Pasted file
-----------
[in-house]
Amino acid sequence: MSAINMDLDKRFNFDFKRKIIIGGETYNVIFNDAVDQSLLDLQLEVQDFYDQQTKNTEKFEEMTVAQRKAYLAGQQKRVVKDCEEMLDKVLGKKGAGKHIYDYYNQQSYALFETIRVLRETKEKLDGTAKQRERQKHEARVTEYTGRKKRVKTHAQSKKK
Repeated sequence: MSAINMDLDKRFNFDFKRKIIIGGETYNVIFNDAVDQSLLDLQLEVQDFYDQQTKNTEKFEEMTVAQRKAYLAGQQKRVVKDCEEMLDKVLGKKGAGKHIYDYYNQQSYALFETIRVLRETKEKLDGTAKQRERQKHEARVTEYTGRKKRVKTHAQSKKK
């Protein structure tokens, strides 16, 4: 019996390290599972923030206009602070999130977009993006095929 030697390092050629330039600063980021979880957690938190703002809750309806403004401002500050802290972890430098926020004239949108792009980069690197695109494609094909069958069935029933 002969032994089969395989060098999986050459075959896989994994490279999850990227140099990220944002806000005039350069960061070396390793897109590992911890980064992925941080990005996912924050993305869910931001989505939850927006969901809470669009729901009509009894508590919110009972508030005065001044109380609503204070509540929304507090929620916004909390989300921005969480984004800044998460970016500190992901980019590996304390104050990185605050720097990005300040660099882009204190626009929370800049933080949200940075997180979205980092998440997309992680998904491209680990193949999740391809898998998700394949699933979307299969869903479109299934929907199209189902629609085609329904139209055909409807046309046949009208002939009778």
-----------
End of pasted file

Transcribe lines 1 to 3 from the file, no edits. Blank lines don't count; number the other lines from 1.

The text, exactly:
[in-house]
Amino acid sequence: MSAINMDLDKRFNFDFKRKIIIGGETYNVIFNDAVDQSLLDLQLEVQDFYDQQTKNTEKFEEMTVAQRKAYLAGQQKRVVKDCEEMLDKVLGKKGAGKHIYDYYNQQSYALFETIRVLRETKEKLDGTAKQRERQKHEARVTEYTGRKKRVKTHAQSKKK
Repeated sequence: MSAINMDLDKRFNFDFKRKIIIGGETYNVIFNDAVDQSLLDLQLEVQDFYDQQTKNTEKFEEMTVAQRKAYLAGQQKRVVKDCEEMLDKVLGKKGAGKHIYDYYNQQSYALFETIRVLRETKEKLDGTAKQRERQKHEARVTEYTGRKKRVKTHAQSKKK